Working with Wikis

Wiki – wiki is a Hawaiian word that means “quick”. A wiki page is a webpage that can be quickly created and edited.  It will not have a professional look like other websites, but it gives you an easy way to create a web site for your students to use as a resource, or as a spot for your students to create and share work on.  One of the most popular examples of a wiki is Wikipedia. Users can edit the pages on Wikipedia: submitting content and links on topics, embedding images, and linking to similar topics. The accuracy of the information on Wikipedia can sometimes be questionable,  it is up to the user community to monitor entries for accuracy.

There are many different web tools available for creating free wikis. The tool that many of our teachers use is Wikispaces . With Wikispaces, teachers can create free wikis, can create student accounts without email addresses, and have a lot of storage space.  A wiki can be used as a webpage for students and parents, a project and assignment area for students, or a connection ( collaboration ) between two classrooms. The choice is up to you.

Some Uses of Wikis

Middle School Communication Arts – students created a webpage for a fictional candy company.
 
General Science wiki on Forms of Energy – students had to take pictures to demonstrate forms of energy, define the concepts, and create calculation problems involving their assigned topic.
 
50 States Project – One of our 5th grade classes participated in this project which culminated with a Skype call to a class in Alabama.

Collection of Wiki Ideas  – This site gives several ways to use wikis for various content areas.

Teacher Interview

Podcast Interview – Conversation with two of our own middle school teachers who have used wikis with their students succesfully. Take a listen while you grade some student work !

 Tips for Using Wikispaces

  • Lock pages that you do not want students to be able to change. Sometimes students will accidentally work on the wrong page.
  • Have a plan for how students will work. Define specific pages for them to work on or have a system in place so that only one student is editing a single page at a time.
  • Encourage students to type content in Microsoft Word and then paste into the wiki. This allows them to save their work and use spell check.
  • Word Art in Microsoft Word will not work .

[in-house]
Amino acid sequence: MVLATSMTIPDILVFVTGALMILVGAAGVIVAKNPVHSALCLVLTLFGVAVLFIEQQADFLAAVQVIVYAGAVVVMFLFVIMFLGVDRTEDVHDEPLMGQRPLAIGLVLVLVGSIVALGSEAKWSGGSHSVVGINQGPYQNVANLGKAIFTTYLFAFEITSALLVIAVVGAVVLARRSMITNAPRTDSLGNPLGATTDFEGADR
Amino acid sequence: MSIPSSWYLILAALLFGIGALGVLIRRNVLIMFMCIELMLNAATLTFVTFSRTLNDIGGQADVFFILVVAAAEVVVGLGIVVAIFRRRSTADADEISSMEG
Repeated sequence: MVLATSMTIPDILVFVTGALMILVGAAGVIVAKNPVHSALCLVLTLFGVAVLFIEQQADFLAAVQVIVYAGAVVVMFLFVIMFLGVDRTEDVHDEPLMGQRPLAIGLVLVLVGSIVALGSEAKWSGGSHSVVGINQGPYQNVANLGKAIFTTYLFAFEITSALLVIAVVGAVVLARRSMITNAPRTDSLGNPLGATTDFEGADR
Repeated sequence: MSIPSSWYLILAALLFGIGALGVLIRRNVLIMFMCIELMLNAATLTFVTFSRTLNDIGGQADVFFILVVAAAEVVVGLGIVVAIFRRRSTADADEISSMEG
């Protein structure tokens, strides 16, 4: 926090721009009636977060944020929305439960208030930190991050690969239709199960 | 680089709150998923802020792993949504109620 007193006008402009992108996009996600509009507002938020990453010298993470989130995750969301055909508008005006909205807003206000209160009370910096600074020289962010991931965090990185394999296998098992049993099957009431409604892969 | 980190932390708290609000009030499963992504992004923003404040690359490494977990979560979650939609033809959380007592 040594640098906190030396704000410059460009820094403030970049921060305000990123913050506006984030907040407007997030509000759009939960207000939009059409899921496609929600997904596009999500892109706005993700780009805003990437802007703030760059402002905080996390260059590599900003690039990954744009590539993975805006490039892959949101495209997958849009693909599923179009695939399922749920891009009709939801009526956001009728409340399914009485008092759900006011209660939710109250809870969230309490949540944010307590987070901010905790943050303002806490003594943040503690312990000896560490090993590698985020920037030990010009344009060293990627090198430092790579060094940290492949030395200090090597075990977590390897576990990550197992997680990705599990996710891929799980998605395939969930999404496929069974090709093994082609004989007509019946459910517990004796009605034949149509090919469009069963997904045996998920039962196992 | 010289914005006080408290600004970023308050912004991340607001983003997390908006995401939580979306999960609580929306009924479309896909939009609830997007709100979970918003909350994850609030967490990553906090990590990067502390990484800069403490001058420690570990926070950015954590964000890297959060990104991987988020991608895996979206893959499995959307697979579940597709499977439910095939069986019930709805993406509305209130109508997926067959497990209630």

• Centering does not always work well. Try to keep everything left justified.
  • If you are using the discussion tab, give your students clear expectations for the discussion area. Let them know how formal their writing should be and how they will be evaluated for the discussion. If you don’t, you can expect to see a lot of LOL and IDK popping up. 

In Closing … 

Wikis are a fantastic way for students to collaborate together on projects. It is also a flexible tool that allows students to embed other content like Vokis, Google Maps, and Glogs very easily. How you have students collaborate is up to you. The discussion tab is ideal for students to give and receive peer feedback as they work on a project and when they showcase their finished product. Students could also collaborate with students in another school, state, or country by using a wiki. This is a skill becoming more and more important in our global economy –  to work together with someone who you may not actually physically sit next to !

Don’t forget to collaborate on this blog too. Click below to add a comment if you have something to share.

Links:

Wikispaces – wiki I prefer to use in the classroom. It is free and student accounts can be made without email.

Wikispaces blog – blog for ideas and latest news from Wikispaces.

Getting Started with Wikispaces – guide to creating your own wiki with Wikispaces.

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About John Sengia

Instructional Technology Specialist for a school district in York County, PA. Former science teacher. Looking to help teachers use technology naturally with their teaching instead of trying to "add it in" .
This entry was posted in Web 2.0 tools. Bookmark the permalink.

One Response to Working with Wikis

  1. Jared Reck says:

    I’ve loved using the wiki as the launch-point for the candy company project, but I’d like to try to goose up the project a bit more–make the final product more professional-looking and authentic for the kids.

    Looking back, the project started as a fun extension activity to Roald Dahl’s childhood memoirs, Boy, that I used to read with 7th graders. Their companies were displayed on tri-fold boards or giant construction paper, loaded with glue, cut-out letters, and–for the less ambitious–scribbly magic marker.

    From there, we graduated to the class wiki, with each student or group getting their own page within my class site. Final projects and presentations have vastly improved. (Here are a few past favorites: http://mrreck.wikispaces.com/KSK+Konfectionary; http://mrreck.wikispaces.com/Jolly+Jooty.) But not enough.

    So I’ve been looking into Weebly. With their education site (education.weebly.com) I can create up to forty student accounts for free, and they don’t need email to access them. I’m working on my own new candy company–I have one already on the wiki–as a model, so that they can see the layout for a multi-page, intuitive company site that isn’t just a vertical stack of nifty student-made accoutrements.

    Hopefully, they will look like actual company websites when they’re done.

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